Grid hardening drives massive surge in FRP pole demand.
Less than a decade ago, FRP composite utility pole manufacturers were going to utility companies to make the value case for installing their more expensive, yet significantly lighter weight products in difficult-to-access areas. Then came Hurricane Sandy in 2012, followed by Irma, Maria and Michael among other massive hurricanes and two years of record-setting wildfires in California. Suddenly there’s been an explosion in discussions about – and funding for – hardening the nation’s electric grid.
Today, the case has been made and utilities are turning to composite pole and crossarm manufacturers for solutions. “In the last two years, it’s like someone threw a switch. All of a sudden we can’t make enough of these poles,” says Galen Fecht, director of technical service and international sales for composite utility pole manufacturer RS Technologies Inc.
Withstanding Fire Tests
Perhaps nowhere has this trend been more dramatic than in response to the wildfires tearing through California. 2018 became the worst year on record for wildfires in the state, but a state climate change assessment predicts that by the end of this century the average burned area in California will increase by 77%. Wooden poles contribute to the problem when they snap under strong winds and live wires fall onto dry grass, providing sparks that ignite some of the most destructive fires. As utility companies face public scrutiny – and in some cases lawsuits – they are no longer standing idly by.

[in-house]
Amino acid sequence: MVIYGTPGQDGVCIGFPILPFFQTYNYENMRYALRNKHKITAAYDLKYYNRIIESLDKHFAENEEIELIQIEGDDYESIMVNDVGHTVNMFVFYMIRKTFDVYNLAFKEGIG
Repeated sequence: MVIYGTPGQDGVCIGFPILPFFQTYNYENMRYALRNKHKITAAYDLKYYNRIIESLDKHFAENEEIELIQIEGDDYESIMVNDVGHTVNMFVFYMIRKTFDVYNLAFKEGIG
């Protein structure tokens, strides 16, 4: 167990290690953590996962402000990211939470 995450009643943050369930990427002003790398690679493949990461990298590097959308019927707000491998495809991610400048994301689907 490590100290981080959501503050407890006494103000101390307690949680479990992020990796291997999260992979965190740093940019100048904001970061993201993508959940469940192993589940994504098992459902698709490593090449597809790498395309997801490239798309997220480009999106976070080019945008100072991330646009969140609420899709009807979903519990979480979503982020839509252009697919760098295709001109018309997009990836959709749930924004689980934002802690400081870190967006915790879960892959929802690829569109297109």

A couple years ago, California utilities began reaching out to FRP pole manufacturers in search of a solution that could better withstand wildfires. “Most composite poles and crossarms are inherently self-extinguishing, so they perform well in fires,” Fecht says.
There are other factors that set composite materials apart from traditional wood materials, too. “Fiberglass crossarms are stronger and more consistent than wood crossarms, resulting in less crossarm breakages and reduced likelihood of energized conductors dropping and starting fires in the first place,” says Michael Schoenoff, vice president of engineering for FRP crossarm manufacturer Geotek. “Additionally, the smooth surface of a fiberglass crossarm is less likely to build up with contaminants and is therefore less likely to lead to arc tracking.” Schoenoff notes that several utilities have reported a significant reduction in pole-top fires after switching to composite crossarms.
Eric Haddad, composite unit general manager for Valmont Industries, shares that PG&E, with support from San Diego Gas & Electric, sponsored a series of tests of FRP distribution poles in September 2019. Independent labs Southwest Research Institute and EDM organized a fire test, followed by a bend and break test to validate the structural integrity of the poles after fire.